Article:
Monthly Archives: October 2016

Reflection – Identity


Reflection point
When different understandings of identity come into conflict with each other it can be quite contentious. When I moved to a suburban area after living in a student area I was shocked
to discover the different expectations now on me to be a good neighbour. In the student area anonymity was the norm but here I was expected to introduce myself and tend to my weeds!

This example is more about collective identity and expectations. You may wish to think about collective or individual identity. Can you think of some examples from your own experience, or of someone you know, where there was a clash of identity? What happened and can you see how fluctuating notions of identity are still potentially problematic? What does it mean, for you, to be yourself? 

My story: good job, company car, magistrate, small village where, yes, people do tut if you let the weeds grow.  Then I realised several years ago I was living their collective identity while suppressing my own.

That isn’t the way to a fulfilling life.  Imagine dying and still never have discovered who you actually are, having assessed your worth, skills and talents only by the yardstick of others?

Yes, we need to play the game.  We wear their style of clothes when asking them to pay us for doing their work.  We conform for 8 hours a day.  But it’s a work uniform now, its not who I really am.

Outwardly, nothing changed in the beginning except my hair grew.  I saw that people responded to me differently because I no longer fitted their preconceived expectations of who I ought to be.  I was reminded of when I used to ride a motorcycle and people in shops would treat me differently for no reason apart from wearing leathers on my next visit.

Funniest moment: needed a bandana to stop my hair flapping in my eyes when out hiking on windswept moors.  Looking my suit and tie up and down, the lady in the shop said “what do you need it for, a mid-life crisis?”.

It’s a shame that the commercial mechanisms of modern society are all oriented towards stifling individual identity and manipulate us to adhere to an established norm.  Britain used to be famed for its eccentrics – now the power of advertising makes us obsess over the minutiae of virtually identical car shapes and colours; wear the same fashions; watch the same films; work in the same industries.  Governments nudge us to comply, aspire and behave with a preferred collective identity.  In that way society behaves with predictability.

We are all unique, even if we are encouraged to act as though we are not by the powers that control our lives.


Maybe  the role of the portrait photographer is to spot this individuality and tease it out.

Train your gaze – Angier

I decided to start my studies for I&P by reading this book which is listed on the course reading list.  Portraiture is not an area my photography has previously focussed heavily on and I thought this would be a good way to attune my thinking.

Chapter 1 begins with some high level insights into the depth and richness within a good portrait. Angier uses ‘The Kiss of Peace’ by Cameron to illustrate how the simple act of choosing where the main subject casts her gaze creates a level of meaning in the image that would otherwise not be present.  Similarly with Film Still #3 by Sherman, the careful use of depth of field on washing up liquid and a pan handle, the placement of the subject’s body and off camera gaze, all build a suggestion of male dominance in a domestic environment.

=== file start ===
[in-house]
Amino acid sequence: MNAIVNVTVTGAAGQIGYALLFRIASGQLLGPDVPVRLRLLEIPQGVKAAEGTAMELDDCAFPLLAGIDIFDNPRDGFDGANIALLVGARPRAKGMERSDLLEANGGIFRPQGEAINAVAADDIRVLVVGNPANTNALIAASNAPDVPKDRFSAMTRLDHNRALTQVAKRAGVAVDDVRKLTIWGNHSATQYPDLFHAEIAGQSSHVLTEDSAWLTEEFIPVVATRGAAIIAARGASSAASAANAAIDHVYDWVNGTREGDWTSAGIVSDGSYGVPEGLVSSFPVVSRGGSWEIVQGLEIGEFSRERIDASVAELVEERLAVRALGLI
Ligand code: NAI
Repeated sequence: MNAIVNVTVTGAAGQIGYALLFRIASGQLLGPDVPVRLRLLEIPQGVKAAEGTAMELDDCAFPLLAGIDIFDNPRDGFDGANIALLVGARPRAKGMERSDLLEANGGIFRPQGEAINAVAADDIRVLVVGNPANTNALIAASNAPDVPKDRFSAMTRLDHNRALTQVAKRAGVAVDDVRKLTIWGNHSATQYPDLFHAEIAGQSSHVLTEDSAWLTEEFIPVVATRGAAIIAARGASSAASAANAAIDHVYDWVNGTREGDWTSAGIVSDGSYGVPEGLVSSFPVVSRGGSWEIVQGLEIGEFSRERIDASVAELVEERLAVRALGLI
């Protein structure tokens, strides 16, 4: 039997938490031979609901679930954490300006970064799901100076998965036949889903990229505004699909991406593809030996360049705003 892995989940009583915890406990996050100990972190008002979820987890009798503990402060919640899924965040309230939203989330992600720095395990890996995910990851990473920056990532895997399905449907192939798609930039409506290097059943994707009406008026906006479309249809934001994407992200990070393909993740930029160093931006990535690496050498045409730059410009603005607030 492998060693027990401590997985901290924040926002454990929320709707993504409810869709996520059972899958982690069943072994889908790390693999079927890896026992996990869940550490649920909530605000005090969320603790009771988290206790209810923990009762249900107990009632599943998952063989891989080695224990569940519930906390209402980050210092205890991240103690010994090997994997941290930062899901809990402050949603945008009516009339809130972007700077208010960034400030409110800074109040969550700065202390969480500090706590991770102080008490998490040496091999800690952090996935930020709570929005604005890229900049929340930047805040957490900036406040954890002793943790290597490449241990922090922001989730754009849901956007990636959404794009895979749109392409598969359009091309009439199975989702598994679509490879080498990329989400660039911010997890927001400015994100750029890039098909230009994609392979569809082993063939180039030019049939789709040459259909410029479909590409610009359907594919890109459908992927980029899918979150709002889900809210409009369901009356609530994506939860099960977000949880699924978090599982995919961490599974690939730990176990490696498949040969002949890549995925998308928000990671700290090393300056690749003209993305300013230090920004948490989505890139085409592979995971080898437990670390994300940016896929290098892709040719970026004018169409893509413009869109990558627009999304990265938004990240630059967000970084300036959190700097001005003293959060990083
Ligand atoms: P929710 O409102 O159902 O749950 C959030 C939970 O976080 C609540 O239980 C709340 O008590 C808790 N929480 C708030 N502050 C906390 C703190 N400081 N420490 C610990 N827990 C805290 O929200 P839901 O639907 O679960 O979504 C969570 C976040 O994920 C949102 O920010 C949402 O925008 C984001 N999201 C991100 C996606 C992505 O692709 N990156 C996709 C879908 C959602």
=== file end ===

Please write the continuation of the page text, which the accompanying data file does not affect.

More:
Having shown the way with the subtle devices open to the portrait photographer she then goes on to explore these areas in greater depth.

Chapter 2 explores the role of the face in portraiture, both when included and excluded from the shot.  Beginning with a reflection on the difficulty early photographers had in portraying the ‘inner’ rather than façade of persona due to inordinately long exposure times, Angier highlights the importance of other signifiers other than the face itself.  For example, Lee Friedlander’s shadow self portraits on another person have a sinister element to them.  Bacigaluppo explores the portrait left behind when the face is cut from the photograph to make an ID card or passport.  The chapter culminates with a study of one of Francesca Woodman’s most famous images, the charcoal I print of self on a wooden floor.  This black outline, resembling a crime scene perhaps, resembles a ‘trace of something that has been left behind’ and contrasts with her pale, naked and present self placed on a chair overlooking it.  Her face is again out of shot.  Angier quotes Sundell in saying that the image carries a very high level of artistic maturity for someone so young, capturing the essence of ‘that struggle to reduce a physical body to a photographic image’…’in such an incredibly eloquent way with so many problems of female identity’ (Sundell in Angier, 2015. p35).

Chapter 3 explores the decisions around framing the image, the decision as to what is included and what is not and asking us:

‘What is the nature of the frame? Consider it as a container. As such, it can be

an energy field, alive and swarming, perhaps near to bursting, with information.

Or it can be a tighdy closed box, a hermetically sealed vessel for an immobilized

specimen, something for you to examine later at your leisure. These are two extremes,

neither having more intrinsic merit than the other. The two cases represent different

sensibilities, different ways of perceiving and organizing the world.’ (Angier, 2015)

Camera design has, on the whole, perpetuated a lazy convention that the most important subject matter is sharply focussed and placed in the centre of the frame.



Angier, R. (2015) Train your gaze: A practical and theoretical introduction to portrait photography. 2nd edn. New York: Fairchild Books & Visuals.